Back to School Transition Strategies
Returning to school is right around the corner! As your family soaks up the last few weeks of summer, consider these strategies provided by local psychologist, Dr. Rachel A. Bowman, to help your child transition back into the school routine.
5 strategies by Dr. Rachel A. Bowman, Ph.D., Licensed Psychologist, Dogwood Psychology Hillsborough, NC
- If your child has been staying up late and sleeping in, you’ll want to slowly transition them back to their sleeping schedule for school. About 2 weeks before the first day of school, gradually make their bedtime 15 minutes earlier every 3 days and their wake-up time 15 minutes earlier every 3 days until you reach the desired bedtime by the first day of school.
- Children with autism or anxiety often require a bit more preparation than the large group orientation to feel comfortable about starting a new school or with a new teacher. In the weeks before school starts, take your child on drives by the school, walk around the outside of the building, play on the playground, and walk through the hallways. Request a private meeting with your child’s new teacher so that he/she can become acquainted with your child. Make sure that you let the school know about your child’s special needs (e.g., autism, ADHD, anxiety) when you ask for permission for this special visit. Ask if your child can visit the classroom, see their desk, their cubby or locker, and visit the gym and cafeteria. For children with more complicated needs, parents can create an “All About Me” book about their child’s likes/dislikes and strategies that are effective for their child.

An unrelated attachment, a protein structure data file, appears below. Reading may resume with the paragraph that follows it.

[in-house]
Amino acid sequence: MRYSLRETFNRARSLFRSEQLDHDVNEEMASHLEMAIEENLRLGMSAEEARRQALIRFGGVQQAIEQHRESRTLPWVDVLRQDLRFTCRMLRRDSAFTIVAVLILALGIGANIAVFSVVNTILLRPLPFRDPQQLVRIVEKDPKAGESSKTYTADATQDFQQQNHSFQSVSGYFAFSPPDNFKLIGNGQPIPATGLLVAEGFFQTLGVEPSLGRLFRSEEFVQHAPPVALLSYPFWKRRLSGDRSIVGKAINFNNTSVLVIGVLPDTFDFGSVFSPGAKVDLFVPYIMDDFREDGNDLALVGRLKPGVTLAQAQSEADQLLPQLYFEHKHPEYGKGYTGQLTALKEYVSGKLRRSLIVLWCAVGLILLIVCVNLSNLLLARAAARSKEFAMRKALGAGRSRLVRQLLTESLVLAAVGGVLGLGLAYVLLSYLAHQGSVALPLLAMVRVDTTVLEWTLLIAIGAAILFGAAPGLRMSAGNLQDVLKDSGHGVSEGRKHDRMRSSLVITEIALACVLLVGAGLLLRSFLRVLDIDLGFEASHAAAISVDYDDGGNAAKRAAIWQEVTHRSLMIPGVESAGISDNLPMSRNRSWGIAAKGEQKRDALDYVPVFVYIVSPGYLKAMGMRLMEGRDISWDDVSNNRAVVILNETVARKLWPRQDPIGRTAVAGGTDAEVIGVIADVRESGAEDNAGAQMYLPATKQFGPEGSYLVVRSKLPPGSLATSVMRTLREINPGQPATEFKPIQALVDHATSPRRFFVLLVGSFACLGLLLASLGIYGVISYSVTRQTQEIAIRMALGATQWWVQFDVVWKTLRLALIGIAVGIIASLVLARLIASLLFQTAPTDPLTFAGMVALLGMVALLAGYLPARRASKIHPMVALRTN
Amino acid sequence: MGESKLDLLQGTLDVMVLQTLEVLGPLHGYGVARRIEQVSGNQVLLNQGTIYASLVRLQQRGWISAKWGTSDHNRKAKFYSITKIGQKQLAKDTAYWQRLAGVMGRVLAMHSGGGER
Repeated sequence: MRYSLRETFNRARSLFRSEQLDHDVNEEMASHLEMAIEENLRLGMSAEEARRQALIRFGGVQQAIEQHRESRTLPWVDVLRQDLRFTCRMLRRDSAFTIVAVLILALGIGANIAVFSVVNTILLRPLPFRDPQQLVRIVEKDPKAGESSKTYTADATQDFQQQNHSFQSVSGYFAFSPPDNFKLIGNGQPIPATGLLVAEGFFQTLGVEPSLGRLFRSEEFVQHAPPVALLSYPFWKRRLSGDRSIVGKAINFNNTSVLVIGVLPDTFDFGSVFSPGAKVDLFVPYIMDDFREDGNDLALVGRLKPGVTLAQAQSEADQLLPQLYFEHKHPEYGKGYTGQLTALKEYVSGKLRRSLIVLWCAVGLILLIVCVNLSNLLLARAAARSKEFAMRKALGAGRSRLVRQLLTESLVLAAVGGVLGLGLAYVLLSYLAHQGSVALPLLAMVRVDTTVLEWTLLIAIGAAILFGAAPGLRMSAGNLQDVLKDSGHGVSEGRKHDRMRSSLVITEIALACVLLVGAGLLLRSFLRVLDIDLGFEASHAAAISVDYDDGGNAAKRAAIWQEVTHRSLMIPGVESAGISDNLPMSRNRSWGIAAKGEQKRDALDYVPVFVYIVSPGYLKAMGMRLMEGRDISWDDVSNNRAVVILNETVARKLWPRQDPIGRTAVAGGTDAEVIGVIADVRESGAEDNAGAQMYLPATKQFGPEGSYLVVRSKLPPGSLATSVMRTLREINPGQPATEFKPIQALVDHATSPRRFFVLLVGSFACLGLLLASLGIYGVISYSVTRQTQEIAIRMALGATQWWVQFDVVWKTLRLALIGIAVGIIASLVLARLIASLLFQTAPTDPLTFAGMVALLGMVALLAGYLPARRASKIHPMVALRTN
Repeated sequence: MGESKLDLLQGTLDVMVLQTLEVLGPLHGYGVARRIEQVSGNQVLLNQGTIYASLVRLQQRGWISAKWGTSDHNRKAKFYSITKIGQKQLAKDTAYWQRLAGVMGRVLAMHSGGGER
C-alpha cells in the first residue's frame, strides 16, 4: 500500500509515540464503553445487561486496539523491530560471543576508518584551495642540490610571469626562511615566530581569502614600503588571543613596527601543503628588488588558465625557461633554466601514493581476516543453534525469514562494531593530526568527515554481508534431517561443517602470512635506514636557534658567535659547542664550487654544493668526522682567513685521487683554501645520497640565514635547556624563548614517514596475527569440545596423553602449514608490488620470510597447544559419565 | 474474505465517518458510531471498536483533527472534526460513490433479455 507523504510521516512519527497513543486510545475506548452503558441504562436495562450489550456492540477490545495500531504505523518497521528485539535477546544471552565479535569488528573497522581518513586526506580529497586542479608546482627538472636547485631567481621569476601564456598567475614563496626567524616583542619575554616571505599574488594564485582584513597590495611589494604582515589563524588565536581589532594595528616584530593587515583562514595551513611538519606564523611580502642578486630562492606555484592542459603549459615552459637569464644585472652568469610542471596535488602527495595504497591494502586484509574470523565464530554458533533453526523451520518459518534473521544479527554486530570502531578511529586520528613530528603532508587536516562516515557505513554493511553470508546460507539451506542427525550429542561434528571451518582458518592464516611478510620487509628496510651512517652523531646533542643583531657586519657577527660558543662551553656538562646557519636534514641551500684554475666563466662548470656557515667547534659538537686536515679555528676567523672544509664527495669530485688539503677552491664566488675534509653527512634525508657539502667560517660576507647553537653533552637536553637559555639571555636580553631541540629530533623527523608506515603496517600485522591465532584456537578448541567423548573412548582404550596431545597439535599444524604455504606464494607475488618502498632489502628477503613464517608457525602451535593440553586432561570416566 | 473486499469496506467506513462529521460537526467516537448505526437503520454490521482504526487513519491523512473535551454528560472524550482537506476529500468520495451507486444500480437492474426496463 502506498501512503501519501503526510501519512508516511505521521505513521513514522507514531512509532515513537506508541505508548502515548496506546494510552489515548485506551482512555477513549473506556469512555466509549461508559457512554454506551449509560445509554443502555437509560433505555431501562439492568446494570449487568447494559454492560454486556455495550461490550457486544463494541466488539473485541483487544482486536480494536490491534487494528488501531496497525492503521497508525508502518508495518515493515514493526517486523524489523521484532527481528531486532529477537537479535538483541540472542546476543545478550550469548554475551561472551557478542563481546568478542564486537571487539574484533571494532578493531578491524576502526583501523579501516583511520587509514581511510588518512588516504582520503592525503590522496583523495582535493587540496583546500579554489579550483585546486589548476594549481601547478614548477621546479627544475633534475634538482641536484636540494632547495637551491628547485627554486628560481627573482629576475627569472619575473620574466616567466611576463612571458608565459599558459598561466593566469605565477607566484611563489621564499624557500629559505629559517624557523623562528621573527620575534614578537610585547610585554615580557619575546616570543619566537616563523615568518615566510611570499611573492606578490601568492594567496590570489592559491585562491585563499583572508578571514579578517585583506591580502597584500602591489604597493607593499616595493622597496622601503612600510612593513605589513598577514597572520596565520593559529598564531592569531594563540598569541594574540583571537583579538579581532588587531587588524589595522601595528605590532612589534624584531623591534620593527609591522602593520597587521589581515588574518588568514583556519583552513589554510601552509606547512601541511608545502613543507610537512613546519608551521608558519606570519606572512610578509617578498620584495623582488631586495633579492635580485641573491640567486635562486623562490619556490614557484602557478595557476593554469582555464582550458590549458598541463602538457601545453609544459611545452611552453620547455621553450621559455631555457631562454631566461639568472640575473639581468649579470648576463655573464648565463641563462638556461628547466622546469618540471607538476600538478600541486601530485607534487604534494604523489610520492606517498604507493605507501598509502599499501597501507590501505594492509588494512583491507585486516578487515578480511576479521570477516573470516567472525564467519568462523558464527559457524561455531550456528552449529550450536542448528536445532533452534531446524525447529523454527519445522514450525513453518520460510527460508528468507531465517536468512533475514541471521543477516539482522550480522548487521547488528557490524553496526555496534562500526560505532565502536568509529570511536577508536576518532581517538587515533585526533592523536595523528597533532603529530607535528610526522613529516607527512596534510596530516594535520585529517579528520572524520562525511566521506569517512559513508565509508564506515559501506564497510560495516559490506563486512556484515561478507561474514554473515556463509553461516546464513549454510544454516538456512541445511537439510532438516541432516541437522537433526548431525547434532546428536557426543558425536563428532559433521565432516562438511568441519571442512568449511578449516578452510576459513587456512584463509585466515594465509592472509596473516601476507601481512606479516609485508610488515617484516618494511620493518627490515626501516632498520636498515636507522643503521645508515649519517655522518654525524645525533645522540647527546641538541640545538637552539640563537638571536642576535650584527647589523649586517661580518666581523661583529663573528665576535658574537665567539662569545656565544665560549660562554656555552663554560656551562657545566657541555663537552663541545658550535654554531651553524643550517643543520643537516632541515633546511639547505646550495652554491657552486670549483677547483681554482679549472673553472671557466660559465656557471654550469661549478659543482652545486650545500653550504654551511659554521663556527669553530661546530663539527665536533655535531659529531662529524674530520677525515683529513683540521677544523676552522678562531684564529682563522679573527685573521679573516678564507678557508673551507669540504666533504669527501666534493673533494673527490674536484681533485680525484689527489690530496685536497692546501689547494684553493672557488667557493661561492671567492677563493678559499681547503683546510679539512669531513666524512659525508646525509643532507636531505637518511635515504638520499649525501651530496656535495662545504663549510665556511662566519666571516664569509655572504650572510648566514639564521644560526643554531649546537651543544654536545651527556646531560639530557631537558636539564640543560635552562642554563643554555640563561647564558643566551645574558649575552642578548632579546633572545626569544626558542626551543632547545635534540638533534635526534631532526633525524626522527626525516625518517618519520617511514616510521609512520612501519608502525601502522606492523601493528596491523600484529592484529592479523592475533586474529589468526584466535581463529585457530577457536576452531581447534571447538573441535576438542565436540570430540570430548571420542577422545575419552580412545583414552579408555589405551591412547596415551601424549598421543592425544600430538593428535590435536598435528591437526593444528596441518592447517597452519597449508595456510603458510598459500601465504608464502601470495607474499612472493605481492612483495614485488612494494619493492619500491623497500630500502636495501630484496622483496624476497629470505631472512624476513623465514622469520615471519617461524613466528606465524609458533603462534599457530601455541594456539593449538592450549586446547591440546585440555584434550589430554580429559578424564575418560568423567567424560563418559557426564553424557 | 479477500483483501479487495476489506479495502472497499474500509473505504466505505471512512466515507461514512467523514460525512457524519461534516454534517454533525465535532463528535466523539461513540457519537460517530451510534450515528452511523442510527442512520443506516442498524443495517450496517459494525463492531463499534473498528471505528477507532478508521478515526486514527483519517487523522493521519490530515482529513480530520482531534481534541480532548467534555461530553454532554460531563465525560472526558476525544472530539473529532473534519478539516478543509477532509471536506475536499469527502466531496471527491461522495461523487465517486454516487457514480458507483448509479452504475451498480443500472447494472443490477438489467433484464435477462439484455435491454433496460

- For children with ADHD, it is vital that an effective home-school communication system be established with your child’s teacher. Often, these children have difficulty recording and keeping up with homework and other assignments. One suggestion would be to request that the teacher review and sign-off on your child’s assignments written in their planner. Electronic calendars and other organizers can also be used to keep track of assignments, test dates, and due dates for long-term projects. Request that you and your child’s teacher check in on a weekly or bi-weekly basis to catch problems with poor grades or missing assignments well before report cards are sent out.
- To ease your child’s transition back to academic work and homework, introduce 15-30 minutes of reading, math, or other activities into the daily schedule. Allow your child to choose books in areas of their interest, write about topics they enjoy, or create math problems about Pokémon or other favorite interests.
- Most importantly, stay calm and exude positive confidence. Children often pick up on their parents’ anxiety, so make sure that you appear positive and upbeat about starting a new school year.
If you are looking for more strategies, tips, and resources for heading back to school, please attend our Back in the Swing – Parent Education Series on Saturday, September 10th from 9:00-11:30 at Emerge-A Child’s Place. Registration is now open! Call our front desk to sign up – 919-928-0204 or email us at firstname.lastname@example.org.